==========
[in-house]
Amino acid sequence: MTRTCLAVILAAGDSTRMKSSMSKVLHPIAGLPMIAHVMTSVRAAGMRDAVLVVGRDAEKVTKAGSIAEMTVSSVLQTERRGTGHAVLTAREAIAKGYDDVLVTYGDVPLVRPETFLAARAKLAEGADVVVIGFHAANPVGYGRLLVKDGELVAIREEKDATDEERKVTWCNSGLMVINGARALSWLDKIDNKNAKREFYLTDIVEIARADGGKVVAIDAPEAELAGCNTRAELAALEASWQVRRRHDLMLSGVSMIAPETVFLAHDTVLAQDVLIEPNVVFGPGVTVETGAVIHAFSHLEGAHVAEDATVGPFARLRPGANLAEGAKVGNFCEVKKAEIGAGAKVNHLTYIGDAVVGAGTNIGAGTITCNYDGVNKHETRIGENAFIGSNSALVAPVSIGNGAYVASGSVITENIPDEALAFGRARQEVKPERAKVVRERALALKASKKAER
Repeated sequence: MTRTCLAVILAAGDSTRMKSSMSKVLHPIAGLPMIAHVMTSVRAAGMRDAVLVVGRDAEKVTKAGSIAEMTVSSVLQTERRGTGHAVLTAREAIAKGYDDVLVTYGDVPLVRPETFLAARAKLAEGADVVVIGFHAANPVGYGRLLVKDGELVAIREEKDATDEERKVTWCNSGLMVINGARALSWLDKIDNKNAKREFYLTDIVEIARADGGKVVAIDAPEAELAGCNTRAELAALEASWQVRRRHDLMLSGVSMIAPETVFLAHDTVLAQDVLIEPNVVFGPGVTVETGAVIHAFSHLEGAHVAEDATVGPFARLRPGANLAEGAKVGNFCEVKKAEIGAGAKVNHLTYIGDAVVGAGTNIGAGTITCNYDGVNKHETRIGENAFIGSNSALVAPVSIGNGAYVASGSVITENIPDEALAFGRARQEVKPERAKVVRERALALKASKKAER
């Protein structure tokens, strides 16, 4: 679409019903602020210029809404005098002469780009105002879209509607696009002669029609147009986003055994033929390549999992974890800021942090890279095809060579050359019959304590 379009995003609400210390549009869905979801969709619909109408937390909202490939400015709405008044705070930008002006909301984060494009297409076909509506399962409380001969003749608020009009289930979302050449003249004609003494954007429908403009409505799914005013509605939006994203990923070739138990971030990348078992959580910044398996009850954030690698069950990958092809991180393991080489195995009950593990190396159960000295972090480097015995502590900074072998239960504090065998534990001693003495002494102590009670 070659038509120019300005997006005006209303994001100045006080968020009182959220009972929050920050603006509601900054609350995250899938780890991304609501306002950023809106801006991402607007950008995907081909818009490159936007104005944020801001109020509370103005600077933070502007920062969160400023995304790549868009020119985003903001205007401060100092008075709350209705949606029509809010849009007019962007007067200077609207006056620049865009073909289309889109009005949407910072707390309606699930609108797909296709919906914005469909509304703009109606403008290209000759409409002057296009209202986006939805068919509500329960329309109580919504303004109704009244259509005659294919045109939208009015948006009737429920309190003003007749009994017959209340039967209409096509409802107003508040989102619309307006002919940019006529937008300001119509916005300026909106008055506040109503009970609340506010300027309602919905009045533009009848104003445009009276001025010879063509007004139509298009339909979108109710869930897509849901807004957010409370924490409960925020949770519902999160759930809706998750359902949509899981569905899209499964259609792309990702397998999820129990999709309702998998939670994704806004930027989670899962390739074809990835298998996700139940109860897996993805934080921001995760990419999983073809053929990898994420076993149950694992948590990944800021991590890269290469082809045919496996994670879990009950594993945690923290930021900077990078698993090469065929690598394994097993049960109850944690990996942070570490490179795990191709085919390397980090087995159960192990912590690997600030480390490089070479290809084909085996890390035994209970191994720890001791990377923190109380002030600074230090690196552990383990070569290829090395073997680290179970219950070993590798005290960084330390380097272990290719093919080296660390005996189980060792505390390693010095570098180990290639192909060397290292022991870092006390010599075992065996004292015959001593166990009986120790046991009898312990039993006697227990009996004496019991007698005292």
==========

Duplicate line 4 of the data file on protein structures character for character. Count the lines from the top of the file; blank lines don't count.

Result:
């Protein structure tokens, strides 16, 4: 679409019903602020210029809404005098002469780009105002879209509607696009002669029609147009986003055994033929390549999992974890800021942090890279095809060579050359019959304590 379009995003609400210390549009869905979801969709619909109408937390909202490939400015709405008044705070930008002006909301984060494009297409076909509506399962409380001969003749608020009009289930979302050449003249004609003494954007429908403009409505799914005013509605939006994203990923070739138990971030990348078992959580910044398996009850954030690698069950990958092809991180393991080489195995009950593990190396159960000295972090480097015995502590900074072998239960504090065998534990001693003495002494102590009670 070659038509120019300005997006005006209303994001100045006080968020009182959220009972929050920050603006509601900054609350995250899938780890991304609501306002950023809106801006991402607007950008995907081909818009490159936007104005944020801001109020509370103005600077933070502007920062969160400023995304790549868009020119985003903001205007401060100092008075709350209705949606029509809010849009007019962007007067200077609207006056620049865009073909289309889109009005949407910072707390309606699930609108797909296709919906914005469909509304703009109606403008290209000759409409002057296009209202986006939805068919509500329960329309109580919504303004109704009244259509005659294919045109939208009015948006009737429920309190003003007749009994017959209340039967209409096509409802107003508040989102619309307006002919940019006529937008300001119509916005300026909106008055506040109503009970609340506010300027309602919905009045533009009848104003445009009276001025010879063509007004139509298009339909979108109710869930897509849901807004957010409370924490409960925020949770519902999160759930809706998750359902949509899981569905899209499964259609792309990702397998999820129990999709309702998998939670994704806004930027989670899962390739074809990835298998996700139940109860897996993805934080921001995760990419999983073809053929990898994420076993149950694992948590990944800021991590890269290469082809045919496996994670879990009950594993945690923290930021900077990078698993090469065929690598394994097993049960109850944690990996942070570490490179795990191709085919390397980090087995159960192990912590690997600030480390490089070479290809084909085996890390035994209970191994720890001791990377923190109380002030600074230090690196552990383990070569290829090395073997680290179970219950070993590798005290960084330390380097272990290719093919080296660390005996189980060792505390390693010095570098180990290639192909060397290292022991870092006390010599075992065996004292015959001593166990009986120790046991009898312990039993006697227990009996004496019991007698005292």